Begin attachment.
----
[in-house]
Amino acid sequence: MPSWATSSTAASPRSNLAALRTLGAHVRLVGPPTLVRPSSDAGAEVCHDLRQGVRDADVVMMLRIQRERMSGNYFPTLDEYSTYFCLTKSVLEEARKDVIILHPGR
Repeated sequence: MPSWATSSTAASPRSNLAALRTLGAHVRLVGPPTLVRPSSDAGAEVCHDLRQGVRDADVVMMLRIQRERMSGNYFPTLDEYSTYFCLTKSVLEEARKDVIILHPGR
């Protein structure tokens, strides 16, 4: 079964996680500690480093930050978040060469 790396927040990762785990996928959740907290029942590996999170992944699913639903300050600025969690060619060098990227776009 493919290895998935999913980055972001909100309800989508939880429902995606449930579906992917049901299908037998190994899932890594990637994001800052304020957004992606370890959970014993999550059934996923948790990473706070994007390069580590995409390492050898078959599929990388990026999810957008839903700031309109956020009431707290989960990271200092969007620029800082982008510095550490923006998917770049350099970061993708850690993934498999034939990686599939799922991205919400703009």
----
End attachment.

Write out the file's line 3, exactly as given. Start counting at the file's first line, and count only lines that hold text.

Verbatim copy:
Repeated sequence: MPSWATSSTAASPRSNLAALRTLGAHVRLVGPPTLVRPSSDAGAEVCHDLRQGVRDADVVMMLRIQRERMSGNYFPTLDEYSTYFCLTKSVLEEARKDVIILHPGR